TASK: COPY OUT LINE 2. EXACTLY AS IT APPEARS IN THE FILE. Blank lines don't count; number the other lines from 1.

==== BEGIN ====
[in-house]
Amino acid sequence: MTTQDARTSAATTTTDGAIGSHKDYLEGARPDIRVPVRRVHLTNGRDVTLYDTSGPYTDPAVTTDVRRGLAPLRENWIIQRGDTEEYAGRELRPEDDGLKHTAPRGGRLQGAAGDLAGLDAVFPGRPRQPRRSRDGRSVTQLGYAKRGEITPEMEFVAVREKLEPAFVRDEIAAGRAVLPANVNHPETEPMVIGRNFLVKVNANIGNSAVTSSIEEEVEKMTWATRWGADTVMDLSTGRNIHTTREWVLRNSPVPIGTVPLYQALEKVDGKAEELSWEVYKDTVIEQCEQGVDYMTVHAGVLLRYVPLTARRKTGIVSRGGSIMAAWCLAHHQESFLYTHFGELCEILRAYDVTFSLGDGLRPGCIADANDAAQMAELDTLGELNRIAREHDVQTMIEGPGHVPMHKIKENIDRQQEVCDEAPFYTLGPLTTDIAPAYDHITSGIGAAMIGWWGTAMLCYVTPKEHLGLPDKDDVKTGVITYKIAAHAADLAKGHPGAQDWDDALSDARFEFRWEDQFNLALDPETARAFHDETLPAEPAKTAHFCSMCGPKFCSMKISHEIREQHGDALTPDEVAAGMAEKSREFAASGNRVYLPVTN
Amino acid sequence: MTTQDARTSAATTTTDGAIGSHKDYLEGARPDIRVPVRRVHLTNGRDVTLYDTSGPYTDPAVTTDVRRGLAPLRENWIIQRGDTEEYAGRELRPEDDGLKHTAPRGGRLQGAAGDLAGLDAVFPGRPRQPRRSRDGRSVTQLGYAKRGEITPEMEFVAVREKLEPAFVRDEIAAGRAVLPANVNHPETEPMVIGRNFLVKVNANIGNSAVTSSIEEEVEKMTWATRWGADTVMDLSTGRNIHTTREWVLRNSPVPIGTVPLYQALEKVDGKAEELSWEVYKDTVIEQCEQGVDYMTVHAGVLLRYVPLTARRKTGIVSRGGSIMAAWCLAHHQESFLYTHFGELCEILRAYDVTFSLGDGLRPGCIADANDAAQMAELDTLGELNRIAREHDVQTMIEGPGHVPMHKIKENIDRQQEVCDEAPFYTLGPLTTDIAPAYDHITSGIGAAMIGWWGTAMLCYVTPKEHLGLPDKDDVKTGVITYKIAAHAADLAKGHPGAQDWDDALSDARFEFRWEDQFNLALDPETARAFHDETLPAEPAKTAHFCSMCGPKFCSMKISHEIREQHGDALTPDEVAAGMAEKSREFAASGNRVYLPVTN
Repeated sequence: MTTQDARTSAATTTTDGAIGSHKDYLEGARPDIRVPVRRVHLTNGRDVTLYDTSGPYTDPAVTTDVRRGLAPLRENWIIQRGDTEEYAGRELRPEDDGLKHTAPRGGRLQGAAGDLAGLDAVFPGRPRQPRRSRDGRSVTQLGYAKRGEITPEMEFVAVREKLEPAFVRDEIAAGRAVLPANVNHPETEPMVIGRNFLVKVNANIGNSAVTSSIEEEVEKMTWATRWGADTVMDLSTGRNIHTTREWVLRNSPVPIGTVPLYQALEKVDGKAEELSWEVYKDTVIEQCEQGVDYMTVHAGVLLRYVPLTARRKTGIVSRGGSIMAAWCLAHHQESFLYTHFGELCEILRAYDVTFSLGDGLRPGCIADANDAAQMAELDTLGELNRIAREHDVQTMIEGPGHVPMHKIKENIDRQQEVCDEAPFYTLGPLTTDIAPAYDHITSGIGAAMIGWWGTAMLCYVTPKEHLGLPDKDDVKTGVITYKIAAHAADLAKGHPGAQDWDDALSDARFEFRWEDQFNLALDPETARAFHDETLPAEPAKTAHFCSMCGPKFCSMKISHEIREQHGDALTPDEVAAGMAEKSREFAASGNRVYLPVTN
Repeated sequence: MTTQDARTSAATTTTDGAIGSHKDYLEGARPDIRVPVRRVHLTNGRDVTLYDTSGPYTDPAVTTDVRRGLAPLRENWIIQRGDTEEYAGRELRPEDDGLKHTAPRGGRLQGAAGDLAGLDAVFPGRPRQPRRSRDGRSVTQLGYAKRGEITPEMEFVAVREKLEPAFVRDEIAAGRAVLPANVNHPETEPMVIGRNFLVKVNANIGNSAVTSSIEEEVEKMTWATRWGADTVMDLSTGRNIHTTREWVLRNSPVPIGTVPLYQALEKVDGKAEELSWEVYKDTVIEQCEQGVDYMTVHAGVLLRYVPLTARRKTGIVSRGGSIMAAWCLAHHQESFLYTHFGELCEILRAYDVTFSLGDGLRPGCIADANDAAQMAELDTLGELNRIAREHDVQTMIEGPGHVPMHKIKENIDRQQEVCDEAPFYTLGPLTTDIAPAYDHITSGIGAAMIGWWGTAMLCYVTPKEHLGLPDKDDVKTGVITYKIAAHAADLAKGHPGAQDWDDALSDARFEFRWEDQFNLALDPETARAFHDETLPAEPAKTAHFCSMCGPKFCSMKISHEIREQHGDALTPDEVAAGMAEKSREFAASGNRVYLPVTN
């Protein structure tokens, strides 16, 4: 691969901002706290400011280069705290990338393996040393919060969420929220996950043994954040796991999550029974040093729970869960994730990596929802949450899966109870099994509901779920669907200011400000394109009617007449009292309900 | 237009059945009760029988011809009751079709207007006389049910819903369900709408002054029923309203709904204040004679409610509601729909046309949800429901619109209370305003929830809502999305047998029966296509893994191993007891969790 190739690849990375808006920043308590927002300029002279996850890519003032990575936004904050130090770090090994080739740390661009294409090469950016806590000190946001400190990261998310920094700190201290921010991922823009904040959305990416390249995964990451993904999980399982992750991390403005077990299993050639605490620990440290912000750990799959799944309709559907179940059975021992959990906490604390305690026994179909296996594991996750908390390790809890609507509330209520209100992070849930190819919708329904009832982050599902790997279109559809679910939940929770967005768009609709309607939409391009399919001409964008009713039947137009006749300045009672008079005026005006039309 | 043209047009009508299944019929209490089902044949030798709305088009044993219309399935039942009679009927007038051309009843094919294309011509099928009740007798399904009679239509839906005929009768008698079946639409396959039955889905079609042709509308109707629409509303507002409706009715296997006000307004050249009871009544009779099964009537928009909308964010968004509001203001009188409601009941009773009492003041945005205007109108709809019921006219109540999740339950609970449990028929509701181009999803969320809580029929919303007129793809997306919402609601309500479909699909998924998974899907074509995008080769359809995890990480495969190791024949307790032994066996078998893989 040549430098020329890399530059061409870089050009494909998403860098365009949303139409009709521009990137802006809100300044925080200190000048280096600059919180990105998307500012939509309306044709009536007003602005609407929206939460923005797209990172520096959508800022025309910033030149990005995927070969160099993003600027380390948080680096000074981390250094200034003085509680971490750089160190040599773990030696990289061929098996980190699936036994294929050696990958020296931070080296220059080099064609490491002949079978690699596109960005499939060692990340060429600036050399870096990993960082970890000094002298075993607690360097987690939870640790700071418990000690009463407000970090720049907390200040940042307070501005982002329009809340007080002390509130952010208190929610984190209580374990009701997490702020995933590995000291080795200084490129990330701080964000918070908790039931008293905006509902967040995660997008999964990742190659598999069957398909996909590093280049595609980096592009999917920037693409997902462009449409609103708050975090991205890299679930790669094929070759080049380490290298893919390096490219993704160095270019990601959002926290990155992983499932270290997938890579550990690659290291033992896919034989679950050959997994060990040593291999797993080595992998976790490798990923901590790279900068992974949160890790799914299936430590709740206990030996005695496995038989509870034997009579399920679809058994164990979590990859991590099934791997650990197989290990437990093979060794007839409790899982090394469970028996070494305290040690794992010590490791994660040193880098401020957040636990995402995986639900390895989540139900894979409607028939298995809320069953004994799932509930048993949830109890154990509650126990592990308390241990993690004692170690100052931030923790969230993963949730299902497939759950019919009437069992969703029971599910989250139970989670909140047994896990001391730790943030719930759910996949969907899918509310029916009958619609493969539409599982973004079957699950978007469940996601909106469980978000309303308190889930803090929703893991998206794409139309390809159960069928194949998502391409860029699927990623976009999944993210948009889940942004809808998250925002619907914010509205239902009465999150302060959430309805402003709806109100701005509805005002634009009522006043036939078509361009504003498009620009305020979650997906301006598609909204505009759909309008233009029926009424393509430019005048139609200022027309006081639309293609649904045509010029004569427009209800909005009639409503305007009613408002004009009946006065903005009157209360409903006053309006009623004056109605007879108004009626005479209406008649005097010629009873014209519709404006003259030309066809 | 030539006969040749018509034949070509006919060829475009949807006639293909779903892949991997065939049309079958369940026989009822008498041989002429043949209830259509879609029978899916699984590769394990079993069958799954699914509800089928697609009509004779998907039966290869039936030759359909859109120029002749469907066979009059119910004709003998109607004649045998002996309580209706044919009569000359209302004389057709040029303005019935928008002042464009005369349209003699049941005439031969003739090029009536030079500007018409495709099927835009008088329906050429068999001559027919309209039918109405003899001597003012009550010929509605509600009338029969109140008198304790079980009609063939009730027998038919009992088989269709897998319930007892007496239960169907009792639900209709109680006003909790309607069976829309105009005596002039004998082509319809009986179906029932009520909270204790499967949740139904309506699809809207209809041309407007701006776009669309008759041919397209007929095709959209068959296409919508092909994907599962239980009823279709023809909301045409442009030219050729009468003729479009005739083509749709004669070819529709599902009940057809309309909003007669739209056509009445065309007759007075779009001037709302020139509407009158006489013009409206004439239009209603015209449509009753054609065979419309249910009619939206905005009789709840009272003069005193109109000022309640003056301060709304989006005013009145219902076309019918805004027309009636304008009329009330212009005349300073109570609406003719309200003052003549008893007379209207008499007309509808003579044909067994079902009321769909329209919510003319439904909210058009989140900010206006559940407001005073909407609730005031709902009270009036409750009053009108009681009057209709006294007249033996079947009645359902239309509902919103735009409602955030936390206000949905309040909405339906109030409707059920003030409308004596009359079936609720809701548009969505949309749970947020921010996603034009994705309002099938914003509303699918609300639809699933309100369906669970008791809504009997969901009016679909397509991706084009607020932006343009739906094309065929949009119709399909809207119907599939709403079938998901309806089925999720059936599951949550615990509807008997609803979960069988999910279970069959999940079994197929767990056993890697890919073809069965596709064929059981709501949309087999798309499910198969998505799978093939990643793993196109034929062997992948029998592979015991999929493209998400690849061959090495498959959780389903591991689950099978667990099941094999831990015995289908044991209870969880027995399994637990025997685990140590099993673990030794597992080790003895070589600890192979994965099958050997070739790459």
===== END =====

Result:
Amino acid sequence: MTTQDARTSAATTTTDGAIGSHKDYLEGARPDIRVPVRRVHLTNGRDVTLYDTSGPYTDPAVTTDVRRGLAPLRENWIIQRGDTEEYAGRELRPEDDGLKHTAPRGGRLQGAAGDLAGLDAVFPGRPRQPRRSRDGRSVTQLGYAKRGEITPEMEFVAVREKLEPAFVRDEIAAGRAVLPANVNHPETEPMVIGRNFLVKVNANIGNSAVTSSIEEEVEKMTWATRWGADTVMDLSTGRNIHTTREWVLRNSPVPIGTVPLYQALEKVDGKAEELSWEVYKDTVIEQCEQGVDYMTVHAGVLLRYVPLTARRKTGIVSRGGSIMAAWCLAHHQESFLYTHFGELCEILRAYDVTFSLGDGLRPGCIADANDAAQMAELDTLGELNRIAREHDVQTMIEGPGHVPMHKIKENIDRQQEVCDEAPFYTLGPLTTDIAPAYDHITSGIGAAMIGWWGTAMLCYVTPKEHLGLPDKDDVKTGVITYKIAAHAADLAKGHPGAQDWDDALSDARFEFRWEDQFNLALDPETARAFHDETLPAEPAKTAHFCSMCGPKFCSMKISHEIREQHGDALTPDEVAAGMAEKSREFAASGNRVYLPVTN